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Articles 1 - 19 of 19

Full-Text Articles in Social and Behavioral Sciences

Early Fieldwork At The Beijing Farmers’ Market, Amy Y. Evrard Feb 2018

Early Fieldwork At The Beijing Farmers’ Market, Amy Y. Evrard

Anthropology Faculty Publications

Now that I’ve passed tenure review, published a book, cemented my teaching skills, and learned how to be a productive member of a college committee, I feel confident, self-assured, and filled with certainty about every aspect of my career as a professor. The same certainty extends to research and fieldwork. From choosing a topic to developing research questions to getting a good start in the field—it’s all a piece of cake.

Ha! I wish I felt this confidence. The truth is that passing the tenure phase two years ago, as wonderful as it was, opened up a ...


Producing Goods, Shaping People: The Materiality Of Crafting, Julia A. Hendon Sep 2015

Producing Goods, Shaping People: The Materiality Of Crafting, Julia A. Hendon

Anthropology Faculty Publications

The study of craft production has a long and venerable history in archaeological research on ancient societies. In this chapter, I consider the crafting of useful and desired things from a materiality perspective by looking at the interactions between the craftpersons, the materials with which they work, and the ways that their end products are valued in society. I use two examples: working with fibers by the Maya of Mesoamerica and with metals by the Moche of Andean South America. These are two very different kinds of materials whose characteristics affect how one interacts with them. Crafting was a part ...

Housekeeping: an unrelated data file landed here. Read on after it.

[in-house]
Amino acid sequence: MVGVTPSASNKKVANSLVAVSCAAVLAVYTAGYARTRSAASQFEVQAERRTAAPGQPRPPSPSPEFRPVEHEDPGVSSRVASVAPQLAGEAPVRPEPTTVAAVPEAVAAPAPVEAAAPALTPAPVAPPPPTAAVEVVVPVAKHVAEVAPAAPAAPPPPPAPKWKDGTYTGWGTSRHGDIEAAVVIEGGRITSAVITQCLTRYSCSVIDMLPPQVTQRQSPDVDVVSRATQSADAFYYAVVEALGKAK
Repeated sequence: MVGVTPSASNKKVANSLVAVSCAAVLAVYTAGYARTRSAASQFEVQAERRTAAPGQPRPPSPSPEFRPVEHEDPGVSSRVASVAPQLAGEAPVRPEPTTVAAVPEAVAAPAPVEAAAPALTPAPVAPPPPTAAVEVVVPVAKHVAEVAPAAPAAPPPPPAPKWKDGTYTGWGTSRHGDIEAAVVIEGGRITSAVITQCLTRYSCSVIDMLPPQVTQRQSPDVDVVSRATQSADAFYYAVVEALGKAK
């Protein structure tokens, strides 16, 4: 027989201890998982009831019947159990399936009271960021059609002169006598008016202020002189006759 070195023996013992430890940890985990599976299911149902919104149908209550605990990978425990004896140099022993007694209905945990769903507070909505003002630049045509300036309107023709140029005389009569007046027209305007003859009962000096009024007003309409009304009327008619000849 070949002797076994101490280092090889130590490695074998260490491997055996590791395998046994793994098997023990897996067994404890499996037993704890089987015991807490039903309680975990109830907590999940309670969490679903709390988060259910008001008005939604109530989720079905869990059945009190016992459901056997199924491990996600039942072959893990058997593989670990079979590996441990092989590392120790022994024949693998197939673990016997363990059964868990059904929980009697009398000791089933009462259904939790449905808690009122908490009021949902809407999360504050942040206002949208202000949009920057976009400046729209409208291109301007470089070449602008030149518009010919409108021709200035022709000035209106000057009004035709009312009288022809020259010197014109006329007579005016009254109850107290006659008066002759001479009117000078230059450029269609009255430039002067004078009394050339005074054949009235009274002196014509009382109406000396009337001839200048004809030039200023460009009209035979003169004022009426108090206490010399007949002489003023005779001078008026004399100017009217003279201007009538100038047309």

Working With Clay, Rosemary A. Joyce, Julia A. Hendon, Jeanne Lopiparo Oct 2014

Working With Clay, Rosemary A. Joyce, Julia A. Hendon, Jeanne Lopiparo

Anthropology Faculty Publications

Evidence from sites in the lower Ulua valley of north-central Honduras, occupied between a.d. 500 and 1000, provides new insight into the connections between households, craft production, and the role of objects in maintaining social relations within and across households. Production of pottery vessels, figurines, and other items in a household context has been documented at several sites in the valley, including Cerro Palenque, Travesía, Campo Dos, and Campo Pineda. Differences in raw materials, in what was made, and in the size and design of firing facilities allow us to explore how crafting with clay created communities of practice ...